While it’s often misleading to read too much into early voting numbers, some Republicans are increasingly worried as they watch Democrats turn out newly registered and low-propensity voters in key states.
According to Politico, “Democrats have opened up a yawning gap in early voting over Republicans in six of the most crucial battleground states — but that only begins to tell the story of their advantage heading into Election Day.”
The report notes that while this does not mean that Donald Trump is headed toward a certain defeat, it does give Republicans some cause for concern. Or, as one GOP strategist said, “It’s a warning flare.”
More from the report:
The turnout data does not mean Donald Trump will lose to Joe Biden. Both sides are bracing for a close race and a giant wave of Republicans to vote in person on Nov. 3. Yet the turnout disparity with new and less-reliable voters has forced Republican political operatives to take notice.
“It’s a warning flare,” said veteran Republican strategist Scott Reed.
“Some Republicans are stuck in a model that we always run up the score on Election Day to make up the difference,” Reed said. “I think running an election in a superpolarized electorate, you want to win early voting. Let’s go. Let’s stop talking and making excuses.”
The GOP caught an encouraging glimpse in Florida on Tuesday, when more Republicans began casting in-person, early ballots than Democrats in Trump’s must-win state. But Democrats have dominated voting by mail and on Thursday held a historic lead in total pre-Election Day ballots cast of 463,000, or 10 percentage points, according to the state’s Division of Elections. Gov. Ron DeSantis this week urged Republicans to vote early in person, a message Trump plans to echo on Saturday, when he’s expected to call on his base to get to the polls.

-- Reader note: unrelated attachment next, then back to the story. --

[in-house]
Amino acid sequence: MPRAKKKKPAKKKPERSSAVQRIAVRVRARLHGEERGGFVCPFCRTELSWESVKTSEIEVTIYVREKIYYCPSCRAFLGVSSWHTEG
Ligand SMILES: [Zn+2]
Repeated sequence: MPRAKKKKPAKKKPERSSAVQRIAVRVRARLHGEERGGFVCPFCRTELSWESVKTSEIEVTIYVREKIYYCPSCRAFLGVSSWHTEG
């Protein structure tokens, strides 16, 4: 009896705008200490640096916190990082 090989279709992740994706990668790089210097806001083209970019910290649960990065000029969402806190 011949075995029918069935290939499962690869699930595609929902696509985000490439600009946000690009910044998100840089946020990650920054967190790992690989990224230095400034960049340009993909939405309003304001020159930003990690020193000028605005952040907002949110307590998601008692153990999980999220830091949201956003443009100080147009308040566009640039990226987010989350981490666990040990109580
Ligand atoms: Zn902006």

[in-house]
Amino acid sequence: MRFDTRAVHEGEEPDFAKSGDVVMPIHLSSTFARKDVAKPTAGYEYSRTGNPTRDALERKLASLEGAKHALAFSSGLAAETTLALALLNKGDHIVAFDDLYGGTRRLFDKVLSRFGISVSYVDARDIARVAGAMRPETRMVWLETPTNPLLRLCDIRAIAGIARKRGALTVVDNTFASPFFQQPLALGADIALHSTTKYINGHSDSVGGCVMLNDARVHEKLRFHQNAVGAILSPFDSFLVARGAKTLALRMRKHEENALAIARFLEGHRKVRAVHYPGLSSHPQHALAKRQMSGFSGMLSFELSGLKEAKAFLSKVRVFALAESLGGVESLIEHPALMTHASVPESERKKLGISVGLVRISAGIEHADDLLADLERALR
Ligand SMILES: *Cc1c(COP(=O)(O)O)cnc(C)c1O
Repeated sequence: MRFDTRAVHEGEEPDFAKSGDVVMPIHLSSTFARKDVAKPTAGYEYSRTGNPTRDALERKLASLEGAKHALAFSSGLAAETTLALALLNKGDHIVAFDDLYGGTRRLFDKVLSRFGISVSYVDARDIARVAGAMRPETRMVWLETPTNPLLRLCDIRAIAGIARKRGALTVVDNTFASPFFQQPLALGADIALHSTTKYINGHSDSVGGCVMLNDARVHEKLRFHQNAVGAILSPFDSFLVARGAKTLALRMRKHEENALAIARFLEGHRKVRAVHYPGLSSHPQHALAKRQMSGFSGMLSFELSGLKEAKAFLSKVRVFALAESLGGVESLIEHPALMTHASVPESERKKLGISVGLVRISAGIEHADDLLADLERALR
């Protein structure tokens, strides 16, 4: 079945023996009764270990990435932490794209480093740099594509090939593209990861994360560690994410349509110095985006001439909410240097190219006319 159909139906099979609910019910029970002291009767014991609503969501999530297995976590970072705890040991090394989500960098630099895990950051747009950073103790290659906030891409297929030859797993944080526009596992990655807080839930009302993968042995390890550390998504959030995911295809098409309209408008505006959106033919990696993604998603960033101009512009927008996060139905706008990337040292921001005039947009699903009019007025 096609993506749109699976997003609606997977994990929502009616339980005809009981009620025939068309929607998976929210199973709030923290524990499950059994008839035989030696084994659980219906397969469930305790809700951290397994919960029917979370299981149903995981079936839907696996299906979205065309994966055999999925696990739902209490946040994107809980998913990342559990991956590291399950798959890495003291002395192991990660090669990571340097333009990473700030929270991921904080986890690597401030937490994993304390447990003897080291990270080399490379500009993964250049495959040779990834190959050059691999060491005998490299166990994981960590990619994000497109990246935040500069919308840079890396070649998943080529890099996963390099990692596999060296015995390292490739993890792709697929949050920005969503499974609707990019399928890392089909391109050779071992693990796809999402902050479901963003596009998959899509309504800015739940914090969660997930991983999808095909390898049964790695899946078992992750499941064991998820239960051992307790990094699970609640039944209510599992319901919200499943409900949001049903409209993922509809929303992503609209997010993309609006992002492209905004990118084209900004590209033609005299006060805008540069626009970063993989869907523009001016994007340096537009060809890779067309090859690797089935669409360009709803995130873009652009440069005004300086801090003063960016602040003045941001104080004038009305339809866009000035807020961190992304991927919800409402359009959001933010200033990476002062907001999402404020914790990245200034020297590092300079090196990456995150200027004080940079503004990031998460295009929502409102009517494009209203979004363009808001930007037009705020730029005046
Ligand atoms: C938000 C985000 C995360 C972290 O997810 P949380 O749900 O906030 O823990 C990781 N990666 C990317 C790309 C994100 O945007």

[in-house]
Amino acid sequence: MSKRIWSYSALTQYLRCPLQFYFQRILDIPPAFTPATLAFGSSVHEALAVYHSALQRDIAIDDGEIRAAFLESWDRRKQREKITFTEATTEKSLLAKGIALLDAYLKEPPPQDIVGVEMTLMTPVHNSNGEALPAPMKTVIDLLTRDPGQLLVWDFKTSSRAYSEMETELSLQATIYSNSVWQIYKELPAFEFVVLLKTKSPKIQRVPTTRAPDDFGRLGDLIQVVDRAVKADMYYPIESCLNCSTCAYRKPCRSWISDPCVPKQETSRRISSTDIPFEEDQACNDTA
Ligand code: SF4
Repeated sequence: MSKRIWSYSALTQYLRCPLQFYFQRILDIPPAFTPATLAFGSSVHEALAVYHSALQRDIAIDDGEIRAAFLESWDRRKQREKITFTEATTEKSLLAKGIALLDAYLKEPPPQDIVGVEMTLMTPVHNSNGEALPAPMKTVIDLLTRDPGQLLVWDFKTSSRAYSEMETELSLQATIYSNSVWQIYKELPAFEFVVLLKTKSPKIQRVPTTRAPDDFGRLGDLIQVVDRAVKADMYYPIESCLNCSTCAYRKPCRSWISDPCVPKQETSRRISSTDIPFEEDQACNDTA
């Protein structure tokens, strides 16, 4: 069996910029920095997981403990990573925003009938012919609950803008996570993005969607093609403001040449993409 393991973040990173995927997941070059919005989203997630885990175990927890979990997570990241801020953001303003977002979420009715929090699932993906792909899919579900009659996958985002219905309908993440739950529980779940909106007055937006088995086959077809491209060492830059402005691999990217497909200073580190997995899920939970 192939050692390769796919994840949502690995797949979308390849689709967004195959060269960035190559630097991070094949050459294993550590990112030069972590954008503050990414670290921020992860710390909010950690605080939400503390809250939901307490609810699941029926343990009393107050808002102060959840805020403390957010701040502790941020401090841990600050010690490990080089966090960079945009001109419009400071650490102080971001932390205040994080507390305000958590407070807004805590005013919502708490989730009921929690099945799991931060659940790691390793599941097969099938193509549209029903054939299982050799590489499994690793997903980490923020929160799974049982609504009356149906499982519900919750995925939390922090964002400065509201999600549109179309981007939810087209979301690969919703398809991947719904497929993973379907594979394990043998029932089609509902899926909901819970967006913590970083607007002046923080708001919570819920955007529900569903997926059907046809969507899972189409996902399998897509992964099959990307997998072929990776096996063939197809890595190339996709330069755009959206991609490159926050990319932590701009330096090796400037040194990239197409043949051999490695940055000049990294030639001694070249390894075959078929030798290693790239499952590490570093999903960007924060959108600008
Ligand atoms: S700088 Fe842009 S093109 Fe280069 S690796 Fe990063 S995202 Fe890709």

Americans are turning out in record numbers this year
Like I noted at the outset, early voting numbers only tell part of the story when it comes to presidential elections. Donald Trump and Republicans expect a surge in Election Day turnout that they believe will make this a tight race.
But we also know that high turnout elections tend to benefit Democrats. After all, there is a reason why one party – the GOP – has worked tirelessly to make voting more difficult in the run up to this election.
That doesn’t mean this electoral cake is baked, however. As the Cook Political Report’s Dave Wasserman noted, “Dems are deluding themselves if they think rural white voters aren’t going to turn out. It’ll be through the roof.”
At the end of the day, though, Democrats must feel good about record-breaking early vote numbers coming out of some crucial battleground states, particularly when newly registered and low-frequency voters are turning out.
That’s clearly spooking some Republicans in battleground states.
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Sean Colarossi currently resides in Cleveland, Ohio. He earned his Bachelor of Arts degree in Journalism from the University of Massachusetts Amherst and was an organizing fellow for both of President Obama’s presidential campaigns. He also worked with Planned Parenthood as an Affordable Care Act Outreach Organizer in 2014, helping northeast Ohio residents obtain health insurance coverage.
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